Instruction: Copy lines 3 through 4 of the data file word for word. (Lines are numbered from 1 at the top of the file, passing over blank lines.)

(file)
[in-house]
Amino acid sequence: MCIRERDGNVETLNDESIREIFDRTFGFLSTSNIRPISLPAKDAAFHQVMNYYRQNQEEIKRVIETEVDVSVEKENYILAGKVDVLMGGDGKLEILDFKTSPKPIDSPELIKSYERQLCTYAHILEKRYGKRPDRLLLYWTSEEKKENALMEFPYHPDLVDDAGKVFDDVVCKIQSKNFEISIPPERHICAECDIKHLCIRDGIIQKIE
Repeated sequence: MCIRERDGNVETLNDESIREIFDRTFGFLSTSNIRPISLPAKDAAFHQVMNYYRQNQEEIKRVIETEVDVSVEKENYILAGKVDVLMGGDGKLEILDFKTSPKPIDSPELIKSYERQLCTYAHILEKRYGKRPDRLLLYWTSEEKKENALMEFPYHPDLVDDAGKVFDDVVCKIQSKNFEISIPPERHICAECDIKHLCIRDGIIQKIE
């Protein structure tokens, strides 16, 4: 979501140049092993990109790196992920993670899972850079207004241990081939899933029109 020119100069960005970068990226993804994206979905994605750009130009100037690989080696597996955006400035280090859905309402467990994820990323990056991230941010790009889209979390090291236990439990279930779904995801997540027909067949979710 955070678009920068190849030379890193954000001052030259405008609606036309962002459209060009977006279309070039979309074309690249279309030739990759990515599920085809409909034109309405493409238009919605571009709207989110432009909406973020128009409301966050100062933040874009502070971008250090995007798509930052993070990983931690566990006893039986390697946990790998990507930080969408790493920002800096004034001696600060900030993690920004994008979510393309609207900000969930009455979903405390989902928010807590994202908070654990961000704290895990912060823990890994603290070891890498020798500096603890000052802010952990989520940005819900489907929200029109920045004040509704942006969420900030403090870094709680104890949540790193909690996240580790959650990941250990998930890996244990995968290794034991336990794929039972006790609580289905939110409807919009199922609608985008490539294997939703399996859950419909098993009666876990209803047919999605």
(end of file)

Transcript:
Repeated sequence: MCIRERDGNVETLNDESIREIFDRTFGFLSTSNIRPISLPAKDAAFHQVMNYYRQNQEEIKRVIETEVDVSVEKENYILAGKVDVLMGGDGKLEILDFKTSPKPIDSPELIKSYERQLCTYAHILEKRYGKRPDRLLLYWTSEEKKENALMEFPYHPDLVDDAGKVFDDVVCKIQSKNFEISIPPERHICAECDIKHLCIRDGIIQKIE
């Protein structure tokens, strides 16, 4: 979501140049092993990109790196992920993670899972850079207004241990081939899933029109 020119100069960005970068990226993804994206979905994605750009130009100037690989080696597996955006400035280090859905309402467990994820990323990056991230941010790009889209979390090291236990439990279930779904995801997540027909067949979710 955070678009920068190849030379890193954000001052030259405008609606036309962002459209060009977006279309070039979309074309690249279309030739990759990515599920085809409909034109309405493409238009919605571009709207989110432009909406973020128009409301966050100062933040874009502070971008250090995007798509930052993070990983931690566990006893039986390697946990790998990507930080969408790493920002800096004034001696600060900030993690920004994008979510393309609207900000969930009455979903405390989902928010807590994202908070654990961000704290895990912060823990890994603290070891890498020798500096603890000052802010952990989520940005819900489907929200029109920045004040509704942006969420900030403090870094709680104890949540790193909690996240580790959650990941250990998930890996244990995968290794034991336990794929039972006790609580289905939110409807919009199922609608985008490539294997939703399996859950419909098993009666876990209803047919999605």